William Penrose, Contributor, Lookie-Lookie
Attention is a kind of currency. Receiving attention for artistic achievement is an endorsement of worth. Artists, likewise, are expected to pay attention—to cultural relevance, creative opportunities, and the guidelines to engage. Consequently, artists are increasingly encouraged to cultivate their business competency to garner attention and recognition. How professional does a professional artist need to be?
The number of university arts programs has inflated with specializations that include arts therapy, arts administration, and assorted curatorial programs, among others. Larger numbers of artists and cultural workers have been trained to enter the workforce. The economic systems and structures that drive markets—commercial and nonprofit—can determine the frame of the artist’s work. Artists are ever more pressured to package their practice and articulate a single narrative in less than 30 seconds (or within the allotted word count).
I understand the need for artists to expand their business skills and language so that they can seek support to create and publicly present their work within these organized systems. At the moment, I don’t want to evaluate business programs for artists in our marketplace. I want to better understand the concept of professionalism and who gets to decide its meaning. What is a professional artist?
The Research Center for Arts and Culture (RCAC) has been asking this question to artists since the late 1980s in its Information on Artists reports. During in-person interviews, respondents choose the top three answers that best fit their definition of a professional artist. The list of definitions, more generally, falls into three categories:
1. The Marketplace Definition: I make my living as an artist; I receive some income from my work as an artist; I intend to make a living as an artist.
2. The Education and Affiliation Definition: I belong to an artists’ association; I belong to an artists’ union/guild; I have been formally educated in the arts.
3. The Self and Peer Definition: I am recognized by my peers as an artist; I consider myself to be an artist; I spend a substantial amount of time working at art; I have a special talent; I have an inner drive to make art; I receive some public recognition for my art.
Over years of the RCAC’s research, a plurality of actors, musicians, and dancers—in the years 1988, 1990–1992, 2000, 2004, and 2011—offered their number one definition for being a professional artist as “I make a living as an artist.” Divergently, a plurality of painters, craftspeople, and older visual artists—during these same time periods—identified “I have an inner drive to make art” as their first definition of professionalism.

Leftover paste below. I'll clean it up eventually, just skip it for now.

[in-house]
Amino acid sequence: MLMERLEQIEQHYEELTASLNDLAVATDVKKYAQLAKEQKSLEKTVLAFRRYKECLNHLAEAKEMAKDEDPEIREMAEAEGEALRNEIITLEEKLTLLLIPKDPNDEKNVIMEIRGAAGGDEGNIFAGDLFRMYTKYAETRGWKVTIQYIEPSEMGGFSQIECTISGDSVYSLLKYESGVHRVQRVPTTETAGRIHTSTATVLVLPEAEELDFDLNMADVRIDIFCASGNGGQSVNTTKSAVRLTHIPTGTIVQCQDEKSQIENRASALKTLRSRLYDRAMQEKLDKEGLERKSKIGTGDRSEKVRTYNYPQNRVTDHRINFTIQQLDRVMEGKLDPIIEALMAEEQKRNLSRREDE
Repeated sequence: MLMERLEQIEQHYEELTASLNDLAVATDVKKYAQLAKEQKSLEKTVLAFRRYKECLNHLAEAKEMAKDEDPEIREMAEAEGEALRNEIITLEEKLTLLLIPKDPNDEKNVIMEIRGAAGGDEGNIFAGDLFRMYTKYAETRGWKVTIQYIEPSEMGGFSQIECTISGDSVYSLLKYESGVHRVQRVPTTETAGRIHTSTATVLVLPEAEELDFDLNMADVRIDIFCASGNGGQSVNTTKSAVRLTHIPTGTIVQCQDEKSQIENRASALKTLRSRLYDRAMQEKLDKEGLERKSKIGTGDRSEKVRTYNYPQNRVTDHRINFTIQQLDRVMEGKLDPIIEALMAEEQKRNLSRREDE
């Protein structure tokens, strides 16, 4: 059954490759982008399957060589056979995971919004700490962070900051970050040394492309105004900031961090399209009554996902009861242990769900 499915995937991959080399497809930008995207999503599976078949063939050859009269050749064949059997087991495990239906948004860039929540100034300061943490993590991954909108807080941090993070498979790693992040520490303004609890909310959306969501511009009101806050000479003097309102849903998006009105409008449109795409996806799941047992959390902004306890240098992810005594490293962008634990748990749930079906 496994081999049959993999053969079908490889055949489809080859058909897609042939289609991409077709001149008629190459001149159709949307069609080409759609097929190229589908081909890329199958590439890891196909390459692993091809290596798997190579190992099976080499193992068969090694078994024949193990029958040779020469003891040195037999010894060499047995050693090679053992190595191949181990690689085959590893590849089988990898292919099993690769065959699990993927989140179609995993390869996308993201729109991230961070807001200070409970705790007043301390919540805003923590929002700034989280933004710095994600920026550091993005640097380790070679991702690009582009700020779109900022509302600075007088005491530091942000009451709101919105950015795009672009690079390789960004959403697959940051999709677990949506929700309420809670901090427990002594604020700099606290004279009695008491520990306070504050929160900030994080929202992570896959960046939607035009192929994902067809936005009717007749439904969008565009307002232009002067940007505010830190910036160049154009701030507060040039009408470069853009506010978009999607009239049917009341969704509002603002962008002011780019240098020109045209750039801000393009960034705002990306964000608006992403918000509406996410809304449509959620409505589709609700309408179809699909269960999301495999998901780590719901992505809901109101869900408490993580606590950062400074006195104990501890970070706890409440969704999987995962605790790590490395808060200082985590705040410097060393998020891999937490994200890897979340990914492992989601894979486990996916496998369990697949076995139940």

My hypothesis is that the more an arts discipline has divisions of labor, the more likely it locates professionalism in market success. That is to say, a firmer position in the labor market is plausibly correlated to an increase in evaluating success through the market economy.
Artists, diverse in their strategies, create work along a spectrum of divisions of labor from completely solo practices to immensely large-scale productions. Visual artists, broadly, often create work alone and may occasionally employ collaborators, manufacturers, and representatives. Writers, who also traditionally create work in solitude, regularly require some formation of support including editors, agents, publishers, and distributors. Artists working in the performing arts most commonly necessitate large teams: producers, directors, performers, designers, managers, and the list goes on. It becomes a bit clearer why performing artists are more likely to associate professionalism with earning income. When the arts closer align to business principles, economic structures determine the rules of the game for those who play and who, most likely, are celebrated.
In his seminal book Ways of Seeing, John Berger writes, “The art of any period tends to serve the ideological interests of the ruling class.” The materials and expression of painting developed and refined from 1500 to 1900, he offers as example, supported the evolving and increasingly international beliefs and attitudes around property and exchange. Art became ownable and exchangeable by individuals and estates.
During which historical transformation, then, did the fine artist become professional, and how was profession conceptually shaped and reshaped? (I take a moment to assess the assumptions of the logic. After pause and calculation, I realize the limitations of interpreting professionalism through the history of economics.)
I turn, instead, to the Oxford English Dictionary (OED).
The word professionalism, without its suffixes, is simply profession or profess. The OED reports that profession has its origin in Middle English during the High to Late Middle Ages by way of Old French from Latin. The usage of the English word has roots in religion, and it only becomes secular over centuries as related to one’s calling.